Almost 3 percent of Slovakia’s population are foreigners

Nearly 153,000 foreign nationals are currently living in the country.

Illustrative stock photoIllustrative stock photo (Source: TASR)

As many as 152,902 foreign nationals have a residence permit in Slovakia, according to the official statistics. This accounts for about 2.8 percent of the country’s population.

In addition, altogether 69,172 foreigners were working in Slovakia in October 2021, the statistics of the Central Office of Labour, Social Affairs and Family (ÚPSVaR) show. Of them, 39,000 came from non-EU countries.

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These foreigners fill gaps in Slovakia’s labour market, said Zuzana Vatráľová, head of the Bratislava office of the International Organisation of Migration (IOM) on the occasion of International Migrants Day, which falls on December 18.

Recruitment of non-EU citizens demanding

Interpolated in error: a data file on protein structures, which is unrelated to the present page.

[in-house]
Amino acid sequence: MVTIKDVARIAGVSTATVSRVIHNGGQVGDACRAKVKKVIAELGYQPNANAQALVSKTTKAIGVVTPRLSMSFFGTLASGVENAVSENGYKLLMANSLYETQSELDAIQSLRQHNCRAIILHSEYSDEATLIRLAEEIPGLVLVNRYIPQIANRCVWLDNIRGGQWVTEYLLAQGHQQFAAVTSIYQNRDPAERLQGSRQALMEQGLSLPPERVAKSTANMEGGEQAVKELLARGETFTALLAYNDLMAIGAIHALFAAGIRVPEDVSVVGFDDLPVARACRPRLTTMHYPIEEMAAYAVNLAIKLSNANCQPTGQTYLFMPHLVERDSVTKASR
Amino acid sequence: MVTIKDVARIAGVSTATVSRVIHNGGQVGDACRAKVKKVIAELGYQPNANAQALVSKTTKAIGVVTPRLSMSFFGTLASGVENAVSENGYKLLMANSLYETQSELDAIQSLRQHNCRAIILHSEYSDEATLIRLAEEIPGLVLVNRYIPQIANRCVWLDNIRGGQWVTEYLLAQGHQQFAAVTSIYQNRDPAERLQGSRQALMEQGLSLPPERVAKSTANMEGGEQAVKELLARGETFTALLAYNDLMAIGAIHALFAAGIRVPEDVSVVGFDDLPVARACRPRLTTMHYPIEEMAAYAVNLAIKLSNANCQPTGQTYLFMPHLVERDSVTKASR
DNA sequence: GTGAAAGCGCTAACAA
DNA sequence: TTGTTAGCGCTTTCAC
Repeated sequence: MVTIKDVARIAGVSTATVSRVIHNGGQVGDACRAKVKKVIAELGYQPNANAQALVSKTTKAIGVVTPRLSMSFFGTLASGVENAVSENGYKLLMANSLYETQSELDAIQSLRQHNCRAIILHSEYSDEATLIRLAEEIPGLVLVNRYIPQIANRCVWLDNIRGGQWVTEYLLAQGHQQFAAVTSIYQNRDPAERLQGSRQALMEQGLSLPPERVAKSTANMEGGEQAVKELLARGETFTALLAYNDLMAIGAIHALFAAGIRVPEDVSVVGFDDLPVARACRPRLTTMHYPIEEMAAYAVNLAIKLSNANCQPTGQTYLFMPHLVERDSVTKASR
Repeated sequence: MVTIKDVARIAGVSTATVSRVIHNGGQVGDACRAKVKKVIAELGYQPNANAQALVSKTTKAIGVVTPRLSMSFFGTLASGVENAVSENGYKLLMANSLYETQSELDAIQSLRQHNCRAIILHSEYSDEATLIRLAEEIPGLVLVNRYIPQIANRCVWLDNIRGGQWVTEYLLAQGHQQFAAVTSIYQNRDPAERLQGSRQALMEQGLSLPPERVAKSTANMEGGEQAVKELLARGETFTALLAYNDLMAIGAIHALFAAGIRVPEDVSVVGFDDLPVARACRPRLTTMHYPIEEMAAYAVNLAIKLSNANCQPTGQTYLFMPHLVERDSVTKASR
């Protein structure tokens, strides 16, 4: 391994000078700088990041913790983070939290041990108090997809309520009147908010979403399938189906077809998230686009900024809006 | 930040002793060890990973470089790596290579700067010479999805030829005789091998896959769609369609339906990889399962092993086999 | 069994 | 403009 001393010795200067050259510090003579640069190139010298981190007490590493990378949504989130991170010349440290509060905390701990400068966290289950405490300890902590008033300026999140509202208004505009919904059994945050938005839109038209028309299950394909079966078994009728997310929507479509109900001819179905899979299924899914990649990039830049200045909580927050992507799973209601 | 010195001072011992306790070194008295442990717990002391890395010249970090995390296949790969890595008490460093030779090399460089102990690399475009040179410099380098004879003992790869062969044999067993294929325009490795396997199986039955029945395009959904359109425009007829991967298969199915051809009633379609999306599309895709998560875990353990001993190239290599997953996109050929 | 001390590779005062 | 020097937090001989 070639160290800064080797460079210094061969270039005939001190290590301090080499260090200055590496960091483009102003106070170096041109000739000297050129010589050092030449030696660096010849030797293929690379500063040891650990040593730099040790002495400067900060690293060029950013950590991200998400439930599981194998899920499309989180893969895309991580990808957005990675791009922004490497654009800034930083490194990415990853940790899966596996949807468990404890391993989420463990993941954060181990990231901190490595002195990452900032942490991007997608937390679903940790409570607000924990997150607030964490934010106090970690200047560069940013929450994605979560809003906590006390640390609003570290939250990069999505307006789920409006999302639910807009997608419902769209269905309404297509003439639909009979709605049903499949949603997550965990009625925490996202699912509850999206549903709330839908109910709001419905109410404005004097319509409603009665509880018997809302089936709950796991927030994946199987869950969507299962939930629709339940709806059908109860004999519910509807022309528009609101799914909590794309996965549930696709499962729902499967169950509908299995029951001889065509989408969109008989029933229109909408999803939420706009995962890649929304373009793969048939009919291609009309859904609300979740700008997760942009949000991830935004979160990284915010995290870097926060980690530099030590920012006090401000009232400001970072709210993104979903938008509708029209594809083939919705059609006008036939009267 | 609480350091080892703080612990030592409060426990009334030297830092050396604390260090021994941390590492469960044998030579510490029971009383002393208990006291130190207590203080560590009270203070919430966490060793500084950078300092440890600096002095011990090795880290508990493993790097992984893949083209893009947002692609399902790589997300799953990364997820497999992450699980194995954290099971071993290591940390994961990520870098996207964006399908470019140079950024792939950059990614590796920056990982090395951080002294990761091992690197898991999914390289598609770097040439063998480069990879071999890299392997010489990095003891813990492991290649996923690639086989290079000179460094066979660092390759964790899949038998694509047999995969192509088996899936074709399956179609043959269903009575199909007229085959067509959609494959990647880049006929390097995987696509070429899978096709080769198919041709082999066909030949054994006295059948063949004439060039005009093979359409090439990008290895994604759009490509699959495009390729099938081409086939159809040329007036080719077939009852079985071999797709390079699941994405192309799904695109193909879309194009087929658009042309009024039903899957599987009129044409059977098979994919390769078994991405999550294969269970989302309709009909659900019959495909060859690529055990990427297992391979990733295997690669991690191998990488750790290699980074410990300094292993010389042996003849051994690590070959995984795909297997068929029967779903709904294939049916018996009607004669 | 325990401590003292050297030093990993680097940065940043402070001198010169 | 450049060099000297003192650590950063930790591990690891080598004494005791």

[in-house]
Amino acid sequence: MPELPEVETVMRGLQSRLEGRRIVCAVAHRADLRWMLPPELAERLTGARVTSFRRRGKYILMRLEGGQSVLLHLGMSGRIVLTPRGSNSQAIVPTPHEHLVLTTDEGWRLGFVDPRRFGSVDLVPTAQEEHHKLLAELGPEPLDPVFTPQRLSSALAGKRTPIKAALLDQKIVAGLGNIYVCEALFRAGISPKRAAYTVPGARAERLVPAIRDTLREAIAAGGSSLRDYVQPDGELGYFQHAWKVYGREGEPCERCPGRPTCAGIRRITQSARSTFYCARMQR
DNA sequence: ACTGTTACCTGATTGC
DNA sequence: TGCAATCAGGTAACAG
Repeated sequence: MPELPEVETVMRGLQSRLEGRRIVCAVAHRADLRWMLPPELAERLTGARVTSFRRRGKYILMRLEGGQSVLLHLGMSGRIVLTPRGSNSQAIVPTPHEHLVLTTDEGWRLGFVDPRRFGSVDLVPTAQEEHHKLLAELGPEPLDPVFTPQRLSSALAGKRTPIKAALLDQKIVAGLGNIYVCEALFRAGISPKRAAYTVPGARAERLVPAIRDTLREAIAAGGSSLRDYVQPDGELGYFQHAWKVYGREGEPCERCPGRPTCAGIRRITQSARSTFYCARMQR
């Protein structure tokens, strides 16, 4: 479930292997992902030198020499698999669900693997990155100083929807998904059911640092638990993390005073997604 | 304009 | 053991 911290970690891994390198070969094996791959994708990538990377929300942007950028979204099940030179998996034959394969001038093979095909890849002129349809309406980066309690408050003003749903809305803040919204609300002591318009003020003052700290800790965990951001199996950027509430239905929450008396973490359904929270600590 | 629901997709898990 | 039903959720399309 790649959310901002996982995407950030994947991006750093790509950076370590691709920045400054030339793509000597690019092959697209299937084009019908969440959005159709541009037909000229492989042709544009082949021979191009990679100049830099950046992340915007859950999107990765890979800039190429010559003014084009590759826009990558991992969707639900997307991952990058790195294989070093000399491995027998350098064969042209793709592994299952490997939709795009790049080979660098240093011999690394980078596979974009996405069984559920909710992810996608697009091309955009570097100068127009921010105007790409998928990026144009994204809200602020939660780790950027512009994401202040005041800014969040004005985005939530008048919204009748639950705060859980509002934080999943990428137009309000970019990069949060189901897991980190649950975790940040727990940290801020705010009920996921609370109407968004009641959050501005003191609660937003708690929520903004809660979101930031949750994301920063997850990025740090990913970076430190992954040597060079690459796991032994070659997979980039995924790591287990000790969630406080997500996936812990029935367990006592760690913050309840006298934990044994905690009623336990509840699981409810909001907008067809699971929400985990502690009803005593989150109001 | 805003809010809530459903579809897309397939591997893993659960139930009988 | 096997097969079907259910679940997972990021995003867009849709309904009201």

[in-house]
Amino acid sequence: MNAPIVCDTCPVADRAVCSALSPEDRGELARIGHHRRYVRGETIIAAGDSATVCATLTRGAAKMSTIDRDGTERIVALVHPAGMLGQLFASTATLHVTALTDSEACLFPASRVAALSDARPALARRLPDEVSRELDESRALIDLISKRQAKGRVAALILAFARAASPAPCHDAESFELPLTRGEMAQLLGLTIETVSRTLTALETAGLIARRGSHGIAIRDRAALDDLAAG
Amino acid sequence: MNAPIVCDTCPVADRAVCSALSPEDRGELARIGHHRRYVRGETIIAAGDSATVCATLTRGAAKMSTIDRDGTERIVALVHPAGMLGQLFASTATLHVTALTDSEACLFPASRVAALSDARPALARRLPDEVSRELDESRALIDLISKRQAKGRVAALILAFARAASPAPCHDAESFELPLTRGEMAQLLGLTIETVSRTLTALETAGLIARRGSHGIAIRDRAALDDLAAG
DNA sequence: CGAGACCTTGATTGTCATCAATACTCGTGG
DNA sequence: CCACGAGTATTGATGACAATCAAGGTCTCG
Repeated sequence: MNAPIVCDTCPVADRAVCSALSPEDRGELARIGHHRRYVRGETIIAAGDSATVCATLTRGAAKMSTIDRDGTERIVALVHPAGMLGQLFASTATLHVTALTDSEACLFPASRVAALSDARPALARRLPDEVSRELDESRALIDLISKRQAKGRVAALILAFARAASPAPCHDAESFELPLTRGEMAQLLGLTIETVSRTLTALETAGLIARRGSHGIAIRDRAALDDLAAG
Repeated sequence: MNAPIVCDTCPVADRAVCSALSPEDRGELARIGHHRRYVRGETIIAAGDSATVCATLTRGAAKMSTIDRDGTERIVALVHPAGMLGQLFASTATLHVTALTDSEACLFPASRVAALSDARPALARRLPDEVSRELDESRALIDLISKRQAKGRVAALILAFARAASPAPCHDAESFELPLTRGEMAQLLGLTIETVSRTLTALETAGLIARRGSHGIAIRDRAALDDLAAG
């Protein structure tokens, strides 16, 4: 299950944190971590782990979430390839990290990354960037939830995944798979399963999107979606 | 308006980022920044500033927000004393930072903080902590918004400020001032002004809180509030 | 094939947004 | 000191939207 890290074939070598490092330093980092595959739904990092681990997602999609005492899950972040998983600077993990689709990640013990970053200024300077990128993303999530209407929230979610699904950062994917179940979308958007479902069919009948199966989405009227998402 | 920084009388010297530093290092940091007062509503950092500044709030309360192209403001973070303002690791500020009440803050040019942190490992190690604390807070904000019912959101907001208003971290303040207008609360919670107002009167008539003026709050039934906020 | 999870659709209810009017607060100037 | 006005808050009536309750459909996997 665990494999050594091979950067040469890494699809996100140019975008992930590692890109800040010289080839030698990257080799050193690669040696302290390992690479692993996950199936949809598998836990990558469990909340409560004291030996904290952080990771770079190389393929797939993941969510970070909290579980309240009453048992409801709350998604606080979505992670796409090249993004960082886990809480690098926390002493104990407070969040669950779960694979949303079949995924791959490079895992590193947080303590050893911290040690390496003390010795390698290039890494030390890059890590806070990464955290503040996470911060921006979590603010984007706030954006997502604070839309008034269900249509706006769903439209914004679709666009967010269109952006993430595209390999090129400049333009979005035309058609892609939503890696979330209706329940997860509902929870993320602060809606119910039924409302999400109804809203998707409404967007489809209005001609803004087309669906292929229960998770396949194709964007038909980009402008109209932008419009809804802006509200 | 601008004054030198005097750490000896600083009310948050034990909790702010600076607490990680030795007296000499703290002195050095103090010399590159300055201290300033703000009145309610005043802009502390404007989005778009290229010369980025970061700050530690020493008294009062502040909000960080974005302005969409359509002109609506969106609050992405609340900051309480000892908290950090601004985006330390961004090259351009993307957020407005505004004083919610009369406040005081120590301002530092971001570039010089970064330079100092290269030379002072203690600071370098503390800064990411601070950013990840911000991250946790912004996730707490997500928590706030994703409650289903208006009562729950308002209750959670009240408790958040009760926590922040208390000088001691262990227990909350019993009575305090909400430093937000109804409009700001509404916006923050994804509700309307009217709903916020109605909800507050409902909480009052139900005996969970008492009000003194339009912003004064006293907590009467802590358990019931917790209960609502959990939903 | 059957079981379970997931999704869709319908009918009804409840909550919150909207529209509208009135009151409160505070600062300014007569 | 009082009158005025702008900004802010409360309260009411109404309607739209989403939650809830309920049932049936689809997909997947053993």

Most of them worked as machine operators and machine fitters.

“Furthermore, about one in three foreigners living in Slovakia is doing business here and creates potential jobs,” Vatráľová said, as quoted by the TASR newswire.

Expenses for the education and skills of foreigners are not always financed by Slovakia.

“Recruiting a person from outside the EU is often administratively demanding, which is why employers look for foreign employees only after a person from Slovakia can’t fill the position,” Vatráľová said, as quoted by TASR.

A fiscal analysis from 2018 found that foreigners contributed more to the state budget than they took from it, according to IOM.

Pandemic brought problems

Restrictions related to the pandemic had a negative impact on mobility. The number of immigrants decreased by about two million in 2020, IOM suggests. On the contrary, the number of victims (either migrants who died or disappeared) around the world reached 4,500 as of December 10, 2021, up by 300 compared to 2020.

“More people on their journey became victims of human trafficking, faced stigmatisation, inequality, xenophobia, and racism, while female immigrants faced an increased risk of sexual assault,” Vatráľová said, as quoted by TASR. She added this is why it is necessary that legal paths for migration that respect national sovereignty and human rights are made.

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